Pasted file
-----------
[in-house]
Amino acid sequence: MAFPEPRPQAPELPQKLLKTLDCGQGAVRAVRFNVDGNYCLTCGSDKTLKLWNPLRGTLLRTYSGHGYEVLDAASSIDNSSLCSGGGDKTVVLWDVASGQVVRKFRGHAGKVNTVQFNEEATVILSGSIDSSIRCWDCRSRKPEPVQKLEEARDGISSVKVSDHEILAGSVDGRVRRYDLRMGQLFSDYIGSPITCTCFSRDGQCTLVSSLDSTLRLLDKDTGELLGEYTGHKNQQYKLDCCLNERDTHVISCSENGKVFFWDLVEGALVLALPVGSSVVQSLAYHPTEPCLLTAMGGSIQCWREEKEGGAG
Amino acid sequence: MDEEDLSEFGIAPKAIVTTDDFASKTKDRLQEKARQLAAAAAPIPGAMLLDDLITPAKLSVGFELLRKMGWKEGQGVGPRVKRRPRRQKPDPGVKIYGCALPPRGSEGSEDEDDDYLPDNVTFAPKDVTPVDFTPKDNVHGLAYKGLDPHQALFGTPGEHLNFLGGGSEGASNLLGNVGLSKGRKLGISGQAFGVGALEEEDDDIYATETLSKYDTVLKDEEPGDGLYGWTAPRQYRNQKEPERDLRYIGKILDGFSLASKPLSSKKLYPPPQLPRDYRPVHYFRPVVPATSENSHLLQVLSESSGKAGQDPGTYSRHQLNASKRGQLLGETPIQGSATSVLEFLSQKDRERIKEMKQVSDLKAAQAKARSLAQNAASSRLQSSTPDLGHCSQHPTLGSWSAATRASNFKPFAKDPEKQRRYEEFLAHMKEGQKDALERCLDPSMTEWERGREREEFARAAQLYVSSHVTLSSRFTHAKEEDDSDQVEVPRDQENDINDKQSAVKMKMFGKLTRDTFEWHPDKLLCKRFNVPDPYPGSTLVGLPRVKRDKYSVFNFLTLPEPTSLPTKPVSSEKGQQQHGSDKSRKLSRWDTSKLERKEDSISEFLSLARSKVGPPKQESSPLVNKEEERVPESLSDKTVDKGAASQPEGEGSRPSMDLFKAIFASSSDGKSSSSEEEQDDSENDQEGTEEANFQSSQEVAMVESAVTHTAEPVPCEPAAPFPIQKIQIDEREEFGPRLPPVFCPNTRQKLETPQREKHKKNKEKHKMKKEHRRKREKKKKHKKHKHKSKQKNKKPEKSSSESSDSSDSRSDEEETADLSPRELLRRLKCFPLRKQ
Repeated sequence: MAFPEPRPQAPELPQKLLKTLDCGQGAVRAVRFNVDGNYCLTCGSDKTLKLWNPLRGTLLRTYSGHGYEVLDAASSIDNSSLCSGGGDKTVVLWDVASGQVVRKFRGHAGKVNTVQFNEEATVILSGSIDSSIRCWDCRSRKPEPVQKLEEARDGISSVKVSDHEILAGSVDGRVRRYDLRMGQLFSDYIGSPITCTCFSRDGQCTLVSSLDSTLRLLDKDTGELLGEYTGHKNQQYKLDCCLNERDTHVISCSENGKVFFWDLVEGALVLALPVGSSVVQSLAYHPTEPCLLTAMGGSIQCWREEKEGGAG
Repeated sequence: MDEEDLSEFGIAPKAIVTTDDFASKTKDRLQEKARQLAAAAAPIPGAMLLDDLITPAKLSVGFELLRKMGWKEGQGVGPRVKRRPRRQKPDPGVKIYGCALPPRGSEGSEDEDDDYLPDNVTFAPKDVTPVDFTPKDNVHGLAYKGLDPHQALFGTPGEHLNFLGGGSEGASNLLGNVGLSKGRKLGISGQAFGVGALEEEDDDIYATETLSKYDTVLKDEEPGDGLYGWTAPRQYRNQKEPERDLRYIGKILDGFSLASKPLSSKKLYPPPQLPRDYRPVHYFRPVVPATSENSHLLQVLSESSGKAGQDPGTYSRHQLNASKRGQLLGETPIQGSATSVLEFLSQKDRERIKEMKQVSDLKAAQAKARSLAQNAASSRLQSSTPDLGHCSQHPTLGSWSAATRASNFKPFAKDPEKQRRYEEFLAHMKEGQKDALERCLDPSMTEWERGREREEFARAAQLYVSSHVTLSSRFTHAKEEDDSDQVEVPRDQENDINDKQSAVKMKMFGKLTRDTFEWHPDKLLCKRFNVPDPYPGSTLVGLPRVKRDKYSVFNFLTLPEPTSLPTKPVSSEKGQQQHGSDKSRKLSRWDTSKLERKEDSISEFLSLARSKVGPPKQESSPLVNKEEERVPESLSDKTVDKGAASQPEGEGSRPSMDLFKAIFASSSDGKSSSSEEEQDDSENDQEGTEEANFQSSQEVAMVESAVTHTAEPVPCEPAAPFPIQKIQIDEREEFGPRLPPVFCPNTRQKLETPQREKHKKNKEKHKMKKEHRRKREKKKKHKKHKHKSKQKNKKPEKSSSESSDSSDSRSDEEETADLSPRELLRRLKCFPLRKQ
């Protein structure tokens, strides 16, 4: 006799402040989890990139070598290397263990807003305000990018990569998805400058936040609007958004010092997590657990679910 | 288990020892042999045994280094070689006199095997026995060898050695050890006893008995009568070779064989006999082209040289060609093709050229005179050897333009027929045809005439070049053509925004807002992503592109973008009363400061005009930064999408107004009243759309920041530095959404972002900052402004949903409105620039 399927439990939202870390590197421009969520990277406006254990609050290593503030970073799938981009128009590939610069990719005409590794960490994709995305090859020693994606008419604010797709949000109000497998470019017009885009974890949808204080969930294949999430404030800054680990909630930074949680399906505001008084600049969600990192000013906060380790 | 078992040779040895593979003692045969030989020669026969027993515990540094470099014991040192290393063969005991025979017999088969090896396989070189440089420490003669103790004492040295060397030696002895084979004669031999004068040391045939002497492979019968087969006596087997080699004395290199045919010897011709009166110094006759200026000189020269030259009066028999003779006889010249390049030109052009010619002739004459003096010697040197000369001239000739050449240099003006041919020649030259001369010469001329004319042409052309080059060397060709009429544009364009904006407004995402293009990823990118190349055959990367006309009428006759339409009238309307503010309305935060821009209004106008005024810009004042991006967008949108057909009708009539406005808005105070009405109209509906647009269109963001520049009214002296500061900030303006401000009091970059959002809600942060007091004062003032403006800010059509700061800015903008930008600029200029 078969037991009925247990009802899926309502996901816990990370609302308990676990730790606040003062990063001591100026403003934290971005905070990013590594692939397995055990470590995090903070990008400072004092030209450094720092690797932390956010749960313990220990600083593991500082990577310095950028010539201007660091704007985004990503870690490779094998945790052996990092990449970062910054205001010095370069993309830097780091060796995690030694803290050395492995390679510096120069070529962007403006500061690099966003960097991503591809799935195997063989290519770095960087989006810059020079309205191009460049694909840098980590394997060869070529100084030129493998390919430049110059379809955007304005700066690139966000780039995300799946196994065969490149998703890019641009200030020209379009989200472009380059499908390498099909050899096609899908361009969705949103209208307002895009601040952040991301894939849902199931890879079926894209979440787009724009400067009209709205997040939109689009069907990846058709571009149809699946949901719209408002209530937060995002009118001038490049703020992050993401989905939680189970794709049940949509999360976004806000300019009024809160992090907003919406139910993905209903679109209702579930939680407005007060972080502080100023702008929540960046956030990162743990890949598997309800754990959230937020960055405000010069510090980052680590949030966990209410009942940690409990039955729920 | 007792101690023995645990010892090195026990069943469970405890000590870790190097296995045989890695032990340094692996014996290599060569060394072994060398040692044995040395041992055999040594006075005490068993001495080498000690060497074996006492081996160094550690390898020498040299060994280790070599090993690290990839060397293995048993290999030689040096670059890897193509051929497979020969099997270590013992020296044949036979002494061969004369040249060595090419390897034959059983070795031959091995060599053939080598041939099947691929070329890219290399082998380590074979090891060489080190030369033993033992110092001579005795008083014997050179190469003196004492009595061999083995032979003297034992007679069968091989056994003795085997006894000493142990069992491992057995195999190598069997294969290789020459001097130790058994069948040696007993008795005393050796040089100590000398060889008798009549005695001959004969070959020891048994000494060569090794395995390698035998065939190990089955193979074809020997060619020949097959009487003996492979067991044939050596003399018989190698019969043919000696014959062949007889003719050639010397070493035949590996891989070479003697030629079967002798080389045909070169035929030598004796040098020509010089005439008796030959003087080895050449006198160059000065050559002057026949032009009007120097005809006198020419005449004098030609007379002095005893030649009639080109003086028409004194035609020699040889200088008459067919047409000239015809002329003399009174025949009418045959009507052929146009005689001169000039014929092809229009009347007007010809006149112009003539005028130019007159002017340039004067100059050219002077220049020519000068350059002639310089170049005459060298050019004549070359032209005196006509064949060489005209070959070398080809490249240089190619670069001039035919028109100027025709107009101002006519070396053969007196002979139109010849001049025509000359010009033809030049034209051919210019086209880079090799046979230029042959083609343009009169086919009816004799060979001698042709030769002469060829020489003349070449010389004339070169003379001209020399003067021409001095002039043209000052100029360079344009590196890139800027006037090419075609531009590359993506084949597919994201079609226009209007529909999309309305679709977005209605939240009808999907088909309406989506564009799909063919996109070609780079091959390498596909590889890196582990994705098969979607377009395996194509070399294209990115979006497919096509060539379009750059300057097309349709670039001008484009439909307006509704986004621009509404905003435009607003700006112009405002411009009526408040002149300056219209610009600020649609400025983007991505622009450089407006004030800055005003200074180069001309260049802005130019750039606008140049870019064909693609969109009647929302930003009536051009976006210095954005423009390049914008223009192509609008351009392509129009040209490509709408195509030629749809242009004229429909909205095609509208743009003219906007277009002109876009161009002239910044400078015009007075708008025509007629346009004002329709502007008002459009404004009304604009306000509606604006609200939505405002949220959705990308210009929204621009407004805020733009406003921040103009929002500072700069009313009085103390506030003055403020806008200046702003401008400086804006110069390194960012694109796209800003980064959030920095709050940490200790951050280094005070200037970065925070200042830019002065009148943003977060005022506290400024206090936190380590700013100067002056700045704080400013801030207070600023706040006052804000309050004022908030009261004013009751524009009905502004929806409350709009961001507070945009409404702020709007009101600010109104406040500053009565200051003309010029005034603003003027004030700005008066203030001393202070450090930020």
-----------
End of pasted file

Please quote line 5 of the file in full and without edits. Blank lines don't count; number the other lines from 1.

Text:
Repeated sequence: MDEEDLSEFGIAPKAIVTTDDFASKTKDRLQEKARQLAAAAAPIPGAMLLDDLITPAKLSVGFELLRKMGWKEGQGVGPRVKRRPRRQKPDPGVKIYGCALPPRGSEGSEDEDDDYLPDNVTFAPKDVTPVDFTPKDNVHGLAYKGLDPHQALFGTPGEHLNFLGGGSEGASNLLGNVGLSKGRKLGISGQAFGVGALEEEDDDIYATETLSKYDTVLKDEEPGDGLYGWTAPRQYRNQKEPERDLRYIGKILDGFSLASKPLSSKKLYPPPQLPRDYRPVHYFRPVVPATSENSHLLQVLSESSGKAGQDPGTYSRHQLNASKRGQLLGETPIQGSATSVLEFLSQKDRERIKEMKQVSDLKAAQAKARSLAQNAASSRLQSSTPDLGHCSQHPTLGSWSAATRASNFKPFAKDPEKQRRYEEFLAHMKEGQKDALERCLDPSMTEWERGREREEFARAAQLYVSSHVTLSSRFTHAKEEDDSDQVEVPRDQENDINDKQSAVKMKMFGKLTRDTFEWHPDKLLCKRFNVPDPYPGSTLVGLPRVKRDKYSVFNFLTLPEPTSLPTKPVSSEKGQQQHGSDKSRKLSRWDTSKLERKEDSISEFLSLARSKVGPPKQESSPLVNKEEERVPESLSDKTVDKGAASQPEGEGSRPSMDLFKAIFASSSDGKSSSSEEEQDDSENDQEGTEEANFQSSQEVAMVESAVTHTAEPVPCEPAAPFPIQKIQIDEREEFGPRLPPVFCPNTRQKLETPQREKHKKNKEKHKMKKEHRRKREKKKKHKKHKHKSKQKNKKPEKSSSESSDSSDSRSDEEETADLSPRELLRRLKCFPLRKQ